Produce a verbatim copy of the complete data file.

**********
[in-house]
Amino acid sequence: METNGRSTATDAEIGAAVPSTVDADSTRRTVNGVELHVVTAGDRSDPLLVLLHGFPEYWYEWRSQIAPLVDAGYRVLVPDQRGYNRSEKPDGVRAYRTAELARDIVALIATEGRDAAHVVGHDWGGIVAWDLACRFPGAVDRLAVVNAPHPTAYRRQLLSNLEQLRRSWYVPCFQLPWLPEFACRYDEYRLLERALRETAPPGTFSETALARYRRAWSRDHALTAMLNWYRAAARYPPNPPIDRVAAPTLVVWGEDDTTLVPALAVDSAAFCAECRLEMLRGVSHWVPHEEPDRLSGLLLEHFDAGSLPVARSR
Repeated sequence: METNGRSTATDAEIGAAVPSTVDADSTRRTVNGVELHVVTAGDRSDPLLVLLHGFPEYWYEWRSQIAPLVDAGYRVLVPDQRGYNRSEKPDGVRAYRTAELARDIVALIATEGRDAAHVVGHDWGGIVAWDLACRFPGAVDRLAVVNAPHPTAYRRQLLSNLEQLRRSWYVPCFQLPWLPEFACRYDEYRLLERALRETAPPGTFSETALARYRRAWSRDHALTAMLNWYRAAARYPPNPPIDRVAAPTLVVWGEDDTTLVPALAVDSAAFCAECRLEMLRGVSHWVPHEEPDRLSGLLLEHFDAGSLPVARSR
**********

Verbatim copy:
[in-house]
Amino acid sequence: METNGRSTATDAEIGAAVPSTVDADSTRRTVNGVELHVVTAGDRSDPLLVLLHGFPEYWYEWRSQIAPLVDAGYRVLVPDQRGYNRSEKPDGVRAYRTAELARDIVALIATEGRDAAHVVGHDWGGIVAWDLACRFPGAVDRLAVVNAPHPTAYRRQLLSNLEQLRRSWYVPCFQLPWLPEFACRYDEYRLLERALRETAPPGTFSETALARYRRAWSRDHALTAMLNWYRAAARYPPNPPIDRVAAPTLVVWGEDDTTLVPALAVDSAAFCAECRLEMLRGVSHWVPHEEPDRLSGLLLEHFDAGSLPVARSR
Repeated sequence: METNGRSTATDAEIGAAVPSTVDADSTRRTVNGVELHVVTAGDRSDPLLVLLHGFPEYWYEWRSQIAPLVDAGYRVLVPDQRGYNRSEKPDGVRAYRTAELARDIVALIATEGRDAAHVVGHDWGGIVAWDLACRFPGAVDRLAVVNAPHPTAYRRQLLSNLEQLRRSWYVPCFQLPWLPEFACRYDEYRLLERALRETAPPGTFSETALARYRRAWSRDHALTAMLNWYRAAARYPPNPPIDRVAAPTLVVWGEDDTTLVPALAVDSAAFCAECRLEMLRGVSHWVPHEEPDRLSGLLLEHFDAGSLPVARSR